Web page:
With school, clarinet practice, a bit of screen time and all that homework, your kids’ after-school schedule might feel pretty packed. Now consider that children need one full hour of physical activity every day — overwhelming, huh?
With limited recess times and gym-class cuts, not all children will get enough activity during the school day. And then there are the weekends, spring breaks and summers. Although you might not feel like you have 60 minutes to spare, especially on hectic days, you can be sure your kids are moving their bodies by breaking up that hour of activity into manageable 10 to 15-minute chunks.
Here is a solution to get those kids up and active for every busy day of your family’s week:
- Walk or bike to school.
- If school is too far, drive part way and walk the rest of the way.
- Enroll your child in organized sport programs for scheduled exercise sessions.
- Explore your city Parks and Recreation Departments for classes that are reasonably priced. This is great way to try a new activity.
- Talk to your PTA about offering a walking or running club that takes place twice a week before school and/or during recess. Offer an incentive for every lap or mile.
- Make family time ACTIVE! Go for a hike, bike ride or walk in the neighborhood. Sign up for 5Ks that are kid-friendly.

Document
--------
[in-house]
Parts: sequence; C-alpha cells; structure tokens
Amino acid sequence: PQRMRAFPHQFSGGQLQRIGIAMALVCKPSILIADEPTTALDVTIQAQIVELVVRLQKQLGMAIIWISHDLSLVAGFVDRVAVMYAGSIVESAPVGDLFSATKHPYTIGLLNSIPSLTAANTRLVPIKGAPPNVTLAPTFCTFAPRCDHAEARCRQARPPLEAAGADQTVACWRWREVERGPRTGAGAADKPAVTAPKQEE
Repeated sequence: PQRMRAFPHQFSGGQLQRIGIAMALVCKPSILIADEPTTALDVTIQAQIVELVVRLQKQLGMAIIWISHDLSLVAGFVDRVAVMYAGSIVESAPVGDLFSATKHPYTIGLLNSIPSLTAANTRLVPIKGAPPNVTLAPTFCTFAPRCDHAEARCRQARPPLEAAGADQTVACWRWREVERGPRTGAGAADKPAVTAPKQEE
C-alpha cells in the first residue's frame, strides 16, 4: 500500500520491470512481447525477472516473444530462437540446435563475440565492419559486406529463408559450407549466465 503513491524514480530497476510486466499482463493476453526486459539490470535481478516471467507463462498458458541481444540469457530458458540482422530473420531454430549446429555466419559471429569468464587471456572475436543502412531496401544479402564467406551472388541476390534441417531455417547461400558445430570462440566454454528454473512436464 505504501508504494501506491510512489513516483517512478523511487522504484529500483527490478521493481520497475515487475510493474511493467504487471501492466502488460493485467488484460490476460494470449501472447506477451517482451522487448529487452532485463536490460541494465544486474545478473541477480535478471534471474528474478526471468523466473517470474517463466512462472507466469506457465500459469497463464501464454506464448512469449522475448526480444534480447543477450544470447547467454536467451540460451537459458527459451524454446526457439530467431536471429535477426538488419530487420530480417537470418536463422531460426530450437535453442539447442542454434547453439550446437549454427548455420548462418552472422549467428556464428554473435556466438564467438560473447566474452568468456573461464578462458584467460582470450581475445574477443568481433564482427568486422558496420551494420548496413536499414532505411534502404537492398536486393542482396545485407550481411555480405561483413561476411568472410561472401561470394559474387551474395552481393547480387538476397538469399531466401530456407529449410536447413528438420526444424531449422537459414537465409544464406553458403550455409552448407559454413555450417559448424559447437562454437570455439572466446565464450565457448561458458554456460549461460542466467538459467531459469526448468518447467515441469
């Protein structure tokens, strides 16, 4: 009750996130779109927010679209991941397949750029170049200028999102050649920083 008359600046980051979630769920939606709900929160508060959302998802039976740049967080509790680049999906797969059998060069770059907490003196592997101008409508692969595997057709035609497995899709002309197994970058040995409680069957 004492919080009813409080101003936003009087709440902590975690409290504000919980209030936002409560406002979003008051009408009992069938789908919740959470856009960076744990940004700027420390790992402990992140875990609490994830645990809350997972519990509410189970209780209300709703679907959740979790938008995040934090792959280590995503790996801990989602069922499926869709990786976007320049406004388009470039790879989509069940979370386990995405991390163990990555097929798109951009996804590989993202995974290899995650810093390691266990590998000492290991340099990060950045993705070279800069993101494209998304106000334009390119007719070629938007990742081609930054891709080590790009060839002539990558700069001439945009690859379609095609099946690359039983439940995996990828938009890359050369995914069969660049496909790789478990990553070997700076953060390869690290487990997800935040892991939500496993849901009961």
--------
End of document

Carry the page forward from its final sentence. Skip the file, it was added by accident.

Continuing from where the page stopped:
- Not a confident athlete? Try non-traditional sports like fencing, rock climbing, ice skating, trampoline dodgeball and hockey. Hold play dates and birthday parties in places where kids can experience the fun of fitness.
Why this matters so much
Your kids get countless physical and mental health benefits from exercising regularly. Studies show they will do better in school, have more positive interactions with their classmates and will be happier. Of course, as their parent, you want all of these things for your children!
How to really make it happen
Help kids get the exercise they need by focusing on creating opportunities after school and on the weekends that you all will enjoy together. If tackling an hour of activity seems too hard, set a goal to begin with ten minutes — a short after-dinner walk, throwing a frisbee in the park, taking on a push-up challenge in the living room. Then, each week, increase that time by ten minutes until you get to the goal of one hour a day. You may have so much fun that an hour passes before you know it!
If all else fails
If your schedule takes over your activity time, or you’re getting resistance from your kids, up the ante by asking another family to join. Adding more kids to the mix and having another adult accountability partner may make it easier and more fun for all of you to stick to each day.
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